School Colloquia Series - A/Prof Till Boecking - Single-molecule analysis of HIV-1 capsid disassembly
Abstract: HIV-1 uses its capsid to evade immune detection while copying its RNA genome into DNA en route from the cell periphery to the nucleus. The capsid is a protein nanocontainer assembled from 1000-1500 copies of a single viral protein, CA, into a conical fullerene structure composed of CA hexamers and pentamers. Disassembly or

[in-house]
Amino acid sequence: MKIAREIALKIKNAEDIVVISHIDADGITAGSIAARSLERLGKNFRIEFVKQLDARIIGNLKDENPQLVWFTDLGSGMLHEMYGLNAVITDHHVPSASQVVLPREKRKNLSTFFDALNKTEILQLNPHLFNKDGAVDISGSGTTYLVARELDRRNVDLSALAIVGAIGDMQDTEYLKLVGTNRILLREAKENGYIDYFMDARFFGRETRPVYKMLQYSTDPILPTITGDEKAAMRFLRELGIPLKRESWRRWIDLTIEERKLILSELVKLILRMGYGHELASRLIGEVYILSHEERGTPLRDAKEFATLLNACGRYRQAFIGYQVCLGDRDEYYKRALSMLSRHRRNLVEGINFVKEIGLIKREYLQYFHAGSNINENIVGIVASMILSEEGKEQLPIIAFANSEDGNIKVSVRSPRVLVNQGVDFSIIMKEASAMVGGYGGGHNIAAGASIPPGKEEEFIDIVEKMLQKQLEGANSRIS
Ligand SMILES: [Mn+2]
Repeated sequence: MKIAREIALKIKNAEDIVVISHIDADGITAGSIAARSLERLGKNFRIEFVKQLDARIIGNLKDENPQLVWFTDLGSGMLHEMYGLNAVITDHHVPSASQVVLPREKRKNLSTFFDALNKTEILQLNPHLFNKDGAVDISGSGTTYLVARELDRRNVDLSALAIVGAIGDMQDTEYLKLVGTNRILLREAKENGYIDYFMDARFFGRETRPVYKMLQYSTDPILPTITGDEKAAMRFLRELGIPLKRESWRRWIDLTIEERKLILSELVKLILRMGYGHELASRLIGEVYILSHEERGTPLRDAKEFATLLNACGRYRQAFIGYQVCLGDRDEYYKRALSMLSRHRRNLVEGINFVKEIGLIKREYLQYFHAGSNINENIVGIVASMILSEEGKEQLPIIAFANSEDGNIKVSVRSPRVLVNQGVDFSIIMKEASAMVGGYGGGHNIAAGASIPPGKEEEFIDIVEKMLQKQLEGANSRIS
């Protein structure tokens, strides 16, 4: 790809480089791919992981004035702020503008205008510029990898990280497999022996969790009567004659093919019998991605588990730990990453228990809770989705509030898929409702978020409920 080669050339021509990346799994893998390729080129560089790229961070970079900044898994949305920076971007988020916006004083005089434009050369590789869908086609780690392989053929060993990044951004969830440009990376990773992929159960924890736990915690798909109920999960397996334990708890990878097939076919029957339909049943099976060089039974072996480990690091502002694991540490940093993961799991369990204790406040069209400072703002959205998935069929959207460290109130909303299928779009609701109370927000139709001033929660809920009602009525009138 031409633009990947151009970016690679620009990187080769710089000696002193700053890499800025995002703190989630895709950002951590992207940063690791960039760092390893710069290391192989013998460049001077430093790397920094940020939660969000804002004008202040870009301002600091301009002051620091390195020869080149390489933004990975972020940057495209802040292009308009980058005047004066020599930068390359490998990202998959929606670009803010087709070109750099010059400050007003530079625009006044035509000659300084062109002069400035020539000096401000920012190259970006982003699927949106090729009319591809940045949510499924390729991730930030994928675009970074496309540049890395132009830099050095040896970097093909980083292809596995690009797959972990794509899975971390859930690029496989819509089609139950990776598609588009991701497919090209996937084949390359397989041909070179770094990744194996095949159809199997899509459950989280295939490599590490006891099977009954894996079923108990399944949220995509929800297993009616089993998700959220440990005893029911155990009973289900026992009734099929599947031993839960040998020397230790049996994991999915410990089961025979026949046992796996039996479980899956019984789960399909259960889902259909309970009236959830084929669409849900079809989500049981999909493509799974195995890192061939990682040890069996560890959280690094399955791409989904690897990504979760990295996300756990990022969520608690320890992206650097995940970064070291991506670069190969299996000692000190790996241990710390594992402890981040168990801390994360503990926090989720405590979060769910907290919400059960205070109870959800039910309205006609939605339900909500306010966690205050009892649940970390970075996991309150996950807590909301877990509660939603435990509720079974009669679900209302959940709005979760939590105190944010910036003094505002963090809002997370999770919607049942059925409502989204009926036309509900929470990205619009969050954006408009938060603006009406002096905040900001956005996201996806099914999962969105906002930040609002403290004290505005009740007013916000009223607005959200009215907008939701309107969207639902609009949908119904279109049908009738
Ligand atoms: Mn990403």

“uncoating” of the metastable capsid releases the viral DNA prior to import into the nucleus. Current models postulate that uncoating initiates either in the cytoplasm or after the capsid has docked at the nuclear pore. In either scenario, the initiation and propagation of disassembly are thought to be controlled by host proteins and small molecules that are recruited to the capsid at different stages after cell entry. However, the experimental dissection of mechanisms controlling capsid stability is incomplete because of a lack of appropriate techniques to overcome the challenges posed by the fragility and polymorphism of the HIV-1 capsid. To understand the intrinsic capsid disassembly pathway and how it can be modulated, we recently developed a single-particle fluorescence microscopy method to follow the real-time uncoating kinetics of authentic HIV capsids in vitro immediately after permeabilising the viral membrane. Our assay allows us to track the dynamic interactions of proteins with the capsid, pinpoint the precise moment at which the capsid develops its first defect, and visualise the kinetics of lattice disassembly thereafter. By using single-molecule analysis we identified that dissociation of the first capsomers is the rate-limiting step of uncoating followed by catastrophic collapse of the remainder of the lattice. Small molecule drugs affect different stages of the disassembly pathway. I will discuss the implications of our findings for how the virus could regulate uncoating inside the cell.